PORTLAND, Ore. (Portland Tribune) — Portland officials are refusing to release a third-party audit of the Office of Community & Civic Life. Former employees and several news organizations are accusing the City Attorney’s Office of violating Oregon’s public record laws to withhold information about a bureau that has been accused of historic mismanagement.
“Allowing the City Attorney to withhold this important review of the behavior at Civic Life serves, not justice for the people victimized, but rather to help the City prevent community members from understanding the full extent of the governance and management failures in City government,” said Paul Leistner, a former employee who now is now a senior fellow at the PSU Center for Public Service at the Hatfield School of Government.
The audit was begun last year after numerous employees complained about personnel problems to the Bureau of Human Resources and City Ombudsman Margie Sollinger. The audit was conducted by the ASCETA consulting firm and is now finished.
The City Attorney’s Office has turned down public records requests for the audit from Leistner and several other people and news organizations, including the Portland Tribune. The office argues the audit is exempt from disclosure because of attorney-client privilege.
Some of the people and news organization have appealed the denial to the Multnomah County District Attorney, as provided by Oregon’s public records laws. They include OPB and Willamette Week.
The City Attorney’s Office responded to OPB’s appeal with a nine-page “Confidential Submission” dated April 12, 2021. It said that Senior Deputy City Attorney Lory Kraut retained the consulting firm at or around the time of the complaints to the ombudsman to conduct an assessment for the purpose of providing legal advice.
The submission said the complaints ranged from bullying to unethical hiring and contracting processes, harassing and retaliatory behaviors, the inability of leadership to resolve problems, and a high rate of turnovers. They came from “Caucasians and people of color, employees with long seniority as well as relatively new employees, line employees and supervisory employees,” according to a redacted version of the submission obtained by the Portland Tribune.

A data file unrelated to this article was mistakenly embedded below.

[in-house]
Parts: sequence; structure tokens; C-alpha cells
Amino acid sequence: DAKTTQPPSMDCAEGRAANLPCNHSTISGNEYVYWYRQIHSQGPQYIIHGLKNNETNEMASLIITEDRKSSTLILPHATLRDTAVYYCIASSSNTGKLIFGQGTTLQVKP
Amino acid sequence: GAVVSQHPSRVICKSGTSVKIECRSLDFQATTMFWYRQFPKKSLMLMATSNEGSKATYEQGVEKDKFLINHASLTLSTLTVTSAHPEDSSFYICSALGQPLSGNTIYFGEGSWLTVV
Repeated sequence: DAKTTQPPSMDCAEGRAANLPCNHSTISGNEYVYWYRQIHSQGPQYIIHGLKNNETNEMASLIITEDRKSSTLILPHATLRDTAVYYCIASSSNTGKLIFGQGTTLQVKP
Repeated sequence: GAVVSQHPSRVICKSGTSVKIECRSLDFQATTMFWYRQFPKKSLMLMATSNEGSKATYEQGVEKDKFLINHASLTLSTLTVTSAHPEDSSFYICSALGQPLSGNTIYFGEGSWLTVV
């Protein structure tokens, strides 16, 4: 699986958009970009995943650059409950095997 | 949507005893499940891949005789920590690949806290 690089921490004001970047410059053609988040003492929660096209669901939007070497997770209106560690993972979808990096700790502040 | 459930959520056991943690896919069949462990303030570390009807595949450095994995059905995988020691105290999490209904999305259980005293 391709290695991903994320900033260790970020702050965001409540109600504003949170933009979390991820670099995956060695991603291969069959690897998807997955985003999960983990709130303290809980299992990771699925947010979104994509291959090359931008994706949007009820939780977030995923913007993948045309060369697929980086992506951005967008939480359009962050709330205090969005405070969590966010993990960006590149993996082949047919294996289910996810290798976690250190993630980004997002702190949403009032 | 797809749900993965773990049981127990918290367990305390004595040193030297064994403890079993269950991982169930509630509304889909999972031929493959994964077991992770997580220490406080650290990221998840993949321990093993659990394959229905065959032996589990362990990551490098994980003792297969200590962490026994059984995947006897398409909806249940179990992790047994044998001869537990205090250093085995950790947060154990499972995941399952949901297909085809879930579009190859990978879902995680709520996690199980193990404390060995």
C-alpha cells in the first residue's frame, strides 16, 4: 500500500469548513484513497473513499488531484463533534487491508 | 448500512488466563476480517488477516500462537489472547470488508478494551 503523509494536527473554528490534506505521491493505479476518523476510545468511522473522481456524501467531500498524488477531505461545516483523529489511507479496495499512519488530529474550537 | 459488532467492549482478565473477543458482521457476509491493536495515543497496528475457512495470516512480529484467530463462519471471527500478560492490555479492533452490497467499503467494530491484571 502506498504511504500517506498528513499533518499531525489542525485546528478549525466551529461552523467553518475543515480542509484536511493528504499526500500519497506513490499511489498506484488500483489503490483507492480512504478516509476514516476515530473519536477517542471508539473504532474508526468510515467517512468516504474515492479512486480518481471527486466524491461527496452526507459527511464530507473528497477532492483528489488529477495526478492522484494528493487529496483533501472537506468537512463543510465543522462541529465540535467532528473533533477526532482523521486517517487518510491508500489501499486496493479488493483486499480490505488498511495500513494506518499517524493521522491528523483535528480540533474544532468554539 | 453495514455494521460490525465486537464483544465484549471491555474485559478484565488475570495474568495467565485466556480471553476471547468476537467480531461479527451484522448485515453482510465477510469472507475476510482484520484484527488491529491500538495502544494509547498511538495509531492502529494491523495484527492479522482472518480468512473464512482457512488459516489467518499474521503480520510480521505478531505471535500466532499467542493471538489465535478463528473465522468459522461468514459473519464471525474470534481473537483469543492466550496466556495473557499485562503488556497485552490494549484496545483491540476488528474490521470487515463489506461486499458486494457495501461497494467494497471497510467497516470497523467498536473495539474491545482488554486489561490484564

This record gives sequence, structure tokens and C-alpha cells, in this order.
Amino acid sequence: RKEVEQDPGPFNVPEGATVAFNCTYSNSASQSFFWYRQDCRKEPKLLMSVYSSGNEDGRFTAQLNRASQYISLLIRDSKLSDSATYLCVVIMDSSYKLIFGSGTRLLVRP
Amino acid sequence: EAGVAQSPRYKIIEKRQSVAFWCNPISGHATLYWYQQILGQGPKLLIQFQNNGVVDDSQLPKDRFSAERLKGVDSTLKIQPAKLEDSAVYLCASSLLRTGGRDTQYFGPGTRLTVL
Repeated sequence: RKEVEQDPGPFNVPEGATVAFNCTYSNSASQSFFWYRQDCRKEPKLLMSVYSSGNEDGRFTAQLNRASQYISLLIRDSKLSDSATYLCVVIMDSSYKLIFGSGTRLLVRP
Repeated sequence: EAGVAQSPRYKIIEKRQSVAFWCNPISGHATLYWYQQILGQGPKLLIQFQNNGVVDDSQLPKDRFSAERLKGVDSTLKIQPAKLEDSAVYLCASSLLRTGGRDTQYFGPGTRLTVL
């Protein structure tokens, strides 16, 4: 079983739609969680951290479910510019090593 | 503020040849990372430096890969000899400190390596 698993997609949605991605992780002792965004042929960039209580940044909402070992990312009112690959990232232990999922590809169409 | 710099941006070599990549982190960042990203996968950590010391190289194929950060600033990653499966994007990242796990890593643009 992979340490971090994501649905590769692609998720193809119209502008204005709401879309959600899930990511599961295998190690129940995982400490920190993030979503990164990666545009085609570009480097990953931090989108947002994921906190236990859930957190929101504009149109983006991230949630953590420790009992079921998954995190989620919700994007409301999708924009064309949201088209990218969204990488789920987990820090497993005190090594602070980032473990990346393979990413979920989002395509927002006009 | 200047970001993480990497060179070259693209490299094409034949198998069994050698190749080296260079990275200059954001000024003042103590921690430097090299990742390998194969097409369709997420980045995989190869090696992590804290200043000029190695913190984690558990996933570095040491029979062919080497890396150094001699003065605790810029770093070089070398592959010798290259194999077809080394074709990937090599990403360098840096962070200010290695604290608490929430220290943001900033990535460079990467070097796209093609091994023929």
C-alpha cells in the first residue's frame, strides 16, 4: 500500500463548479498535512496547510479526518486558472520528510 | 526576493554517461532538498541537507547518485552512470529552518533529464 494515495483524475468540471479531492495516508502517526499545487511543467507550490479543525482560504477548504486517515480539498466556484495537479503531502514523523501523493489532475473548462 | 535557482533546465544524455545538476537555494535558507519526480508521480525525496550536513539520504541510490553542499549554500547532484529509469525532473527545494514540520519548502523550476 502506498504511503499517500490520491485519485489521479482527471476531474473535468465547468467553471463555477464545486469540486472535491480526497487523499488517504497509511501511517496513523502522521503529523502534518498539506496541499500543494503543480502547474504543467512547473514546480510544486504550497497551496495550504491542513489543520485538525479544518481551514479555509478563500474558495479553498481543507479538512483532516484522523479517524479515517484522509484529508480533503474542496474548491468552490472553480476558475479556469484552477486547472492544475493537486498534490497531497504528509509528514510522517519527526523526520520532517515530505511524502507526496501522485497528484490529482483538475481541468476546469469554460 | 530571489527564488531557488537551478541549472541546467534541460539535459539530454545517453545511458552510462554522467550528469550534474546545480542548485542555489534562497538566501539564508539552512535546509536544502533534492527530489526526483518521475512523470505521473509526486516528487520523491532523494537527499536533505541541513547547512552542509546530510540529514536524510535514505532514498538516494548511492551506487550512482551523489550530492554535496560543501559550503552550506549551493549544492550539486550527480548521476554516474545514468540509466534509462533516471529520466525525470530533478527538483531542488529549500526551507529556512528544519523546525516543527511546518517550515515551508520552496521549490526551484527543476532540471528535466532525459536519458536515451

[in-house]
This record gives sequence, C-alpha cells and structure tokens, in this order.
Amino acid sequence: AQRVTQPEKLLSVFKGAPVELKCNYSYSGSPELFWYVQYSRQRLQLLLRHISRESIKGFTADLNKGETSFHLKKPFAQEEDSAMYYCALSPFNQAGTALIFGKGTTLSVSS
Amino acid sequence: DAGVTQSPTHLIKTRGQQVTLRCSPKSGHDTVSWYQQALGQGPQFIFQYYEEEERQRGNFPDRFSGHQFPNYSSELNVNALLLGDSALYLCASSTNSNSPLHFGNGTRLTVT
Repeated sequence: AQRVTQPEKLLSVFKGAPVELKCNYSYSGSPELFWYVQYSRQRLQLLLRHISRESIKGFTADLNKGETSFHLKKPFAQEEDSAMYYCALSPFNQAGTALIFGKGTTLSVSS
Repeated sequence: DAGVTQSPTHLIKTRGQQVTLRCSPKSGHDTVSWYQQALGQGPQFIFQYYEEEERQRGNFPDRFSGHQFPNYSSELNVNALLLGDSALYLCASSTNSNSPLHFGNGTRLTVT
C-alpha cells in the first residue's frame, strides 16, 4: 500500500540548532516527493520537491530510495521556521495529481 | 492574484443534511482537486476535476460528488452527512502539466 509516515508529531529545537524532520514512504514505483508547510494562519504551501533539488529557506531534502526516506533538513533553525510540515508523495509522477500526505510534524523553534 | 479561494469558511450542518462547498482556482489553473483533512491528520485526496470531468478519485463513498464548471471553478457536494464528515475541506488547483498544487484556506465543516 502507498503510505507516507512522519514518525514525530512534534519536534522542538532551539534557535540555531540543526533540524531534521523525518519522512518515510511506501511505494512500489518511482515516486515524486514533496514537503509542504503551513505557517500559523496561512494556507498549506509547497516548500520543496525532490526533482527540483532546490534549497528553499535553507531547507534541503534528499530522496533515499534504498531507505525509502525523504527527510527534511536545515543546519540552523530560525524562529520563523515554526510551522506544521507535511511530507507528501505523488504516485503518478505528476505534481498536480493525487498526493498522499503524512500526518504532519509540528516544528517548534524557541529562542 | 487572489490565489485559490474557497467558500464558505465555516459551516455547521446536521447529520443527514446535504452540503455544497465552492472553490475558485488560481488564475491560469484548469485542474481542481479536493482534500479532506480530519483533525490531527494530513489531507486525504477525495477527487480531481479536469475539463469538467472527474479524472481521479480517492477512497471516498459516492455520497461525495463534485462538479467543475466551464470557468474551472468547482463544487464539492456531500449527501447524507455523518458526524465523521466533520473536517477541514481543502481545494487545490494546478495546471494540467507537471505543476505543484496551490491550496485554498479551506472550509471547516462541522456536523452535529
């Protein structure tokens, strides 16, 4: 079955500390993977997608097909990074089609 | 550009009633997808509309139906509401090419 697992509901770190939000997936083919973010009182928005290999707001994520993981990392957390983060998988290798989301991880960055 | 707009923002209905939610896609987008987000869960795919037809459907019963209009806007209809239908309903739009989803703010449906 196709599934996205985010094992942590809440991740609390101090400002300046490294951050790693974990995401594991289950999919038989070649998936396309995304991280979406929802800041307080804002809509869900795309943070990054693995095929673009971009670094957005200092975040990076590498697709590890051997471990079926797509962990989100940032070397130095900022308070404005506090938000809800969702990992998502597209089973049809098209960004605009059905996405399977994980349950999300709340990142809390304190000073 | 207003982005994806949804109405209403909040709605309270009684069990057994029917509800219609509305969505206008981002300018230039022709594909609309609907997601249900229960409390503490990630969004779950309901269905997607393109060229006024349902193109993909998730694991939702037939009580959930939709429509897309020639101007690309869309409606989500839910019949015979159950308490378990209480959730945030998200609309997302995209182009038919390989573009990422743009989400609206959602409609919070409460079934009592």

“The assessment was the necessary, foundational precursor for me to provide informed legal advice. I viewed the complaints as symptoms, but I needed to understand the underlying issues before I could identify potential options and evaluate the risk and potential liability associated with those strategies,” wrote Kraut.
It is not immediately clear what information was redacted in the submission and why.
Oregon Public Broadcasting filed an 18-page response on April 30. It argued the firm was retained to conduct an operation analysis of the office, not provide background for legal advice.
“As an initial matter, we disagree with the City’s framing of the issue. The issue in this case is whether a public body can avoid its responsibilities for transparency under the Public Records Act (“PRA”) by having its attorney hire a consulting firm to perform a wholistic analysis of the
workplace culture of one of its bureaus and then use that report to guide business decisions,” wrote OPB Deputy General Counsel Jon Bial.
The response said Commissioner Jo Ann Hardesty, who is now in charge of the office, told OPB reporter Rebecca Ellis that the audit would help her better understand the culture of the office so that she can make recommendations on how to transform it. Ellis has reported extensively on problems with the office over the past few months.
“None of these statements discuss litigation, liability, or any legal matters. Commissioner Hardesty intends to use the report for business purposes only. If the intent of the audit were to address legal matters, Commissioner Hardesty could have said, ‘I can’t comment on pending legal matters,'” Bial wrote.
The district attorney’s office does not know when it will issue a ruling, according to spokesman Brent Weisberg.